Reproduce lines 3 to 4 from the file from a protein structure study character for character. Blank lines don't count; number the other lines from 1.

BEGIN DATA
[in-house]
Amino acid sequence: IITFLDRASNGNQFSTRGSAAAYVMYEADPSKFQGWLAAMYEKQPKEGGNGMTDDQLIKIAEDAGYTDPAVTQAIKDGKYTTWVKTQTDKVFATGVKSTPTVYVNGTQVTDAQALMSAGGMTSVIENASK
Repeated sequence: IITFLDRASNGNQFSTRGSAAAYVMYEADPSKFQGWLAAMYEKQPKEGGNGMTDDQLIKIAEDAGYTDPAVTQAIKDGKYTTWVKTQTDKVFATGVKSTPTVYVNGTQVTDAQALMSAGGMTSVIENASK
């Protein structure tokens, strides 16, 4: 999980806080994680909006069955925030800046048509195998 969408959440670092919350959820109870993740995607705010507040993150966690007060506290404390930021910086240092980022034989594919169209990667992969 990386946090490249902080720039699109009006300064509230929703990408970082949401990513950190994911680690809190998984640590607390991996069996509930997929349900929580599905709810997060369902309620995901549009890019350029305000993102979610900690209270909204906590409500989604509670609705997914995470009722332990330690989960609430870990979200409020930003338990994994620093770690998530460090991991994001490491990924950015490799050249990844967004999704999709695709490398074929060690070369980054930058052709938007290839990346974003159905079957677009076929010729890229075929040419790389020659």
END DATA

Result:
Repeated sequence: IITFLDRASNGNQFSTRGSAAAYVMYEADPSKFQGWLAAMYEKQPKEGGNGMTDDQLIKIAEDAGYTDPAVTQAIKDGKYTTWVKTQTDKVFATGVKSTPTVYVNGTQVTDAQALMSAGGMTSVIENASK
């Protein structure tokens, strides 16, 4: 999980806080994680909006069955925030800046048509195998 969408959440670092919350959820109870993740995607705010507040993150966690007060506290404390930021910086240092980022034989594919169209990667992969 990386946090490249902080720039699109009006300064509230929703990408970082949401990513950190994911680690809190998984640590607390991996069996509930997929349900929580599905709810997060369902309620995901549009890019350029305000993102979610900690209270909204906590409500989604509670609705997914995470009722332990330690989960609430870990979200409020930003338990994994620093770690998530460090991991994001490491990924950015490799050249990844967004999704999709695709490398074929060690070369980054930058052709938007290839990346974003159905079957677009076929010729890229075929040419790389020659």